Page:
Next year will see the release of the hotly anticipated Metroid Prime: Federation Force, the long awaited sequel to the critically and commercially successful Metroid: Other M (haven’t played it myself). However, instead of following the misadventures of Samus Aran, we get to play as one of four nameless space marines in a once in a lifetime chance to see the universe of Metroid outside of the famous bounty hunter’s visor.
I’m not one of the people who had the fervor of rage at the reveal of the new Metroid game at E3, but I was still left disappointed at way I saw and the reasons behind it. Before Federation Force there was leaks of concept art Next Level games had that was a Metroid game for the 3DS that, in an unconventional move for the sake of innovation from Nintendo, looked like a Metroid game, complete with the 2D side scrolling and a cool modern comic book art style.
And all in the name of what? To bring the Metroid series back into the eyes of gamers? Cool, yeah. I can get down. But apparently also to tell the story of characters in the Metroid universe other than the main, and only, player character. Characters who are nameless, ostensibly faceless, and haven’t been established apart from being in a generic Galactic Federation.
I always pegged the Metroid franchise to be about isolation and observation, where Samus and the player experience each new potentially dangerous environment like an explorer rather than just a hired killer; taking in the world slowly and subtly as you scan animals, fauna, dead bodies, and text logs to ultimately--and most rewardingly--draw your own conclusions. This perceived change (because we don’t know what the final product will look like, maybe it’ll be everything Metroid fans hope for and appeal to the new generation and allow the franchise to grow) reminds me of what Capcom keeps doing to the Resident Evil games: turning them into loud, tacky shooters instead of retaining the somber, slow-paced horror it was known, and popularized, for.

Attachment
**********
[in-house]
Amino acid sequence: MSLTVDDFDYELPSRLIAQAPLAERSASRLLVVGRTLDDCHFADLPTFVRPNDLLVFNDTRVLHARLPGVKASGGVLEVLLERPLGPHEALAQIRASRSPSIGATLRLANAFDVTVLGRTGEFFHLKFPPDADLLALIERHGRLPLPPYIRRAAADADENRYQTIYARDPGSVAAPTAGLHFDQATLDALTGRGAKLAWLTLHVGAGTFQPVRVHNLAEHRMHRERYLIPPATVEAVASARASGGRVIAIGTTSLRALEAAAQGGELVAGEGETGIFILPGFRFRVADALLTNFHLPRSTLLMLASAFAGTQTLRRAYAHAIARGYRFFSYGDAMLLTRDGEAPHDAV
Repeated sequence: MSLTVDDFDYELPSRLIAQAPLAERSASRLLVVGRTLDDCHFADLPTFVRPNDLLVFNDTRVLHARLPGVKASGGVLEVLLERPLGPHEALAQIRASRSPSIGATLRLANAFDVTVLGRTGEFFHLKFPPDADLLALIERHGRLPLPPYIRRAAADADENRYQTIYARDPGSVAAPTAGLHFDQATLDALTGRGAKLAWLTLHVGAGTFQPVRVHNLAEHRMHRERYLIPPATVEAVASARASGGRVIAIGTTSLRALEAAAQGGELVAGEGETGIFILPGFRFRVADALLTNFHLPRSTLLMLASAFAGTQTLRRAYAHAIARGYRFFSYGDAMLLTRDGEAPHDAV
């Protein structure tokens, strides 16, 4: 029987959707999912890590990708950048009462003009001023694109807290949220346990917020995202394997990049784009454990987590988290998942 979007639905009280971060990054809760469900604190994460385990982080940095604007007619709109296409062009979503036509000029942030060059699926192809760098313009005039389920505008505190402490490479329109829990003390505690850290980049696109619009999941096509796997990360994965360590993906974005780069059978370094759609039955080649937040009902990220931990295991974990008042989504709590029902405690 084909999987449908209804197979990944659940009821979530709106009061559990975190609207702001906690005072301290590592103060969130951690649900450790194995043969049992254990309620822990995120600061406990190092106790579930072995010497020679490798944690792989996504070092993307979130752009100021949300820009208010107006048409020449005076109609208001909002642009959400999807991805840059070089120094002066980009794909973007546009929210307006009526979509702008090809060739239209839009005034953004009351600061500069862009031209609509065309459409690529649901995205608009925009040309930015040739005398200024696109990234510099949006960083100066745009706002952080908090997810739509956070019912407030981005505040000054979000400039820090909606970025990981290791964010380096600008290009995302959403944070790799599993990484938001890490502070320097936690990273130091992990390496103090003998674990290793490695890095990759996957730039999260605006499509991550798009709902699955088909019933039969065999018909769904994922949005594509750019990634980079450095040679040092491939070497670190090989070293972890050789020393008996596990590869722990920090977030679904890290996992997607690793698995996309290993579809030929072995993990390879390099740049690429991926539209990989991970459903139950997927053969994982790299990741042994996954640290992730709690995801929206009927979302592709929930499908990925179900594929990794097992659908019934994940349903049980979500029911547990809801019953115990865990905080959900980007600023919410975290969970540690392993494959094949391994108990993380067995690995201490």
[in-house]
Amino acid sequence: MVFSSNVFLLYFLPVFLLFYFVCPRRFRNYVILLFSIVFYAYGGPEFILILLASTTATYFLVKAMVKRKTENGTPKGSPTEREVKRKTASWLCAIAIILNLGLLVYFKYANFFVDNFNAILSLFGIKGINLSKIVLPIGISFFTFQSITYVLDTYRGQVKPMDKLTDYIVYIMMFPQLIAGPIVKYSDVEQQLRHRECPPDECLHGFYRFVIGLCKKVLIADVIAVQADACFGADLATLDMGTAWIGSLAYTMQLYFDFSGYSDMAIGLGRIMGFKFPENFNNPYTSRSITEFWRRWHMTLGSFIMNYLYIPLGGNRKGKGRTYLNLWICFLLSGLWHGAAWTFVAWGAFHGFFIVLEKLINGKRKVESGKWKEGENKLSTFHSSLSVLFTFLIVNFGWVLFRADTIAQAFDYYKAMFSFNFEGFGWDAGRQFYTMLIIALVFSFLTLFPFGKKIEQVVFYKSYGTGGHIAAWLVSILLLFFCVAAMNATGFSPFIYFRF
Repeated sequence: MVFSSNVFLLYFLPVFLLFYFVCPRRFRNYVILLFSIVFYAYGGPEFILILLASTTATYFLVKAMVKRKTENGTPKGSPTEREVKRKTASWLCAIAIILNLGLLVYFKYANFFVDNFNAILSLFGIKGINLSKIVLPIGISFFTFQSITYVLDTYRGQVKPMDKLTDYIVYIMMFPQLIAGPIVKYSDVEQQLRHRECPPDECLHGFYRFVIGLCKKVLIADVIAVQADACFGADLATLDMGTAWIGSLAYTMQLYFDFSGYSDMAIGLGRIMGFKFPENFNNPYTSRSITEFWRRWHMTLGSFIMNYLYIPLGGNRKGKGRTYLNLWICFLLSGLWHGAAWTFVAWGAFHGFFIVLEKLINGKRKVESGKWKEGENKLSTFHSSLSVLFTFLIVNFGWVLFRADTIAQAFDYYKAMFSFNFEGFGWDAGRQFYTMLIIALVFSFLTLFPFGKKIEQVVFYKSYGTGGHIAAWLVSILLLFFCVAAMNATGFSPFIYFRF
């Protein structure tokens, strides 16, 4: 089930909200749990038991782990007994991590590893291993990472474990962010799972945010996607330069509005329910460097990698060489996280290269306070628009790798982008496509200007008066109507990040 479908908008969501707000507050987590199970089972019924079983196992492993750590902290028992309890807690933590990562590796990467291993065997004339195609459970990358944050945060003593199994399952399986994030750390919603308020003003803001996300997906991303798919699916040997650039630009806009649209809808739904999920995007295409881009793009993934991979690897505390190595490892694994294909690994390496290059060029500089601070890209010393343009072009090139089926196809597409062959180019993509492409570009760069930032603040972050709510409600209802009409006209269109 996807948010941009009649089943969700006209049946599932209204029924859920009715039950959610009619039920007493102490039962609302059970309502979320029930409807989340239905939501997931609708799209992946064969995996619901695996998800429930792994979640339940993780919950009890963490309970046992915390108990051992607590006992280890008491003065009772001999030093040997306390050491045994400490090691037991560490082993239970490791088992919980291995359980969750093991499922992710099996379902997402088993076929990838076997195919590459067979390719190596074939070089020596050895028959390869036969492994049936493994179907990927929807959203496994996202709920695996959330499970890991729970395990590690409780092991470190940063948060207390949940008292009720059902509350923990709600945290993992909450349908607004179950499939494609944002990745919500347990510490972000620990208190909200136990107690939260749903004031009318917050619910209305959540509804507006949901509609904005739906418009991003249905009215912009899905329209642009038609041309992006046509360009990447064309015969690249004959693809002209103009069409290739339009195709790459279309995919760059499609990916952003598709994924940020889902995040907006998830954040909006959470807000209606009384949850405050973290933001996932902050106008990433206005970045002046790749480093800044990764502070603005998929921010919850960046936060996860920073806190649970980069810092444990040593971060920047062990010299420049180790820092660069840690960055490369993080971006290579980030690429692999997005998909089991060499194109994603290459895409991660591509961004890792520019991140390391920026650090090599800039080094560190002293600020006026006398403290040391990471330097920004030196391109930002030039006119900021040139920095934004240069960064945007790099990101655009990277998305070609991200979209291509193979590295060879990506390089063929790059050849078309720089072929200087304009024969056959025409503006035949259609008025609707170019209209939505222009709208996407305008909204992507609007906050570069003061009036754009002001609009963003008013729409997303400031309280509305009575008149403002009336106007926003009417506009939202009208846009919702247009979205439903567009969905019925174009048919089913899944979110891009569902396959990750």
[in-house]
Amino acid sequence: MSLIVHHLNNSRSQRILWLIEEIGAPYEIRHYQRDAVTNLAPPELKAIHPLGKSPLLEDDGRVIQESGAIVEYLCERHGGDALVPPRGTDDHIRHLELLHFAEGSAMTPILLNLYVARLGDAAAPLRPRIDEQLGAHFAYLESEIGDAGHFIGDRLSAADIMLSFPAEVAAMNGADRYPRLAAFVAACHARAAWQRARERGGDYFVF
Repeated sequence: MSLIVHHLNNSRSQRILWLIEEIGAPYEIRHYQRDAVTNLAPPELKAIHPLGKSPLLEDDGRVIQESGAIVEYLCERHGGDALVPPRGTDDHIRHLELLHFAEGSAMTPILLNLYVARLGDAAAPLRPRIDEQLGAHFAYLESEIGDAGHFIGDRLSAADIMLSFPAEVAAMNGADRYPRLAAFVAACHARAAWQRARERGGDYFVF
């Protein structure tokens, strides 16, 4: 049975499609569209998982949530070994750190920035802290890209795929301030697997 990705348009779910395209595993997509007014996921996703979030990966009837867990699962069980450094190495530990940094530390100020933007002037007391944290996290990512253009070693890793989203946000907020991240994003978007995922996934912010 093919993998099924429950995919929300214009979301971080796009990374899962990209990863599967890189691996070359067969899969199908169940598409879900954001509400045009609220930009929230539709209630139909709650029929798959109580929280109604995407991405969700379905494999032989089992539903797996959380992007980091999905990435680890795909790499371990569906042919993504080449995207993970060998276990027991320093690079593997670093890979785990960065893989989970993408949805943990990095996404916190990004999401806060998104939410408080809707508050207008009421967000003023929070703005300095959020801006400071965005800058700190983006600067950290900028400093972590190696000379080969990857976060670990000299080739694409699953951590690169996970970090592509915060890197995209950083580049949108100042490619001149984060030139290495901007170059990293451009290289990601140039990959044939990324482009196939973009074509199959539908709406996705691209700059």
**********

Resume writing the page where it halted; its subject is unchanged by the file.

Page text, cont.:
Both franchises are from studios that for whatever reason or another don’t appear to get what it is about their games that made people like them in the first place. Is it a cultural thing? I know Metroid has always been popular in the West than in the East and Nintendo doesn’t what to bank on a franchise they can’t sell to everybody on the goddamn planet and make a gabillion dollars from it--and I know for a fact that Capcom can’t afford to do anything but, yet insist on trying to have their cake and eat it with re-releasing every decade old Resi game under the sun while trying to hawk the newer ones as glorified Call of Duty and Gears of War knock offs.
I’m rambling, because games in development with little to no information about is a mind numbingly frustrating time where one can only speculate about what’s going to happen next. I, along with everyone else, am is waiting for the reveal in the future about Federation Force that’ll make us go “OOOOH! Okay, I can get behind this 110%!”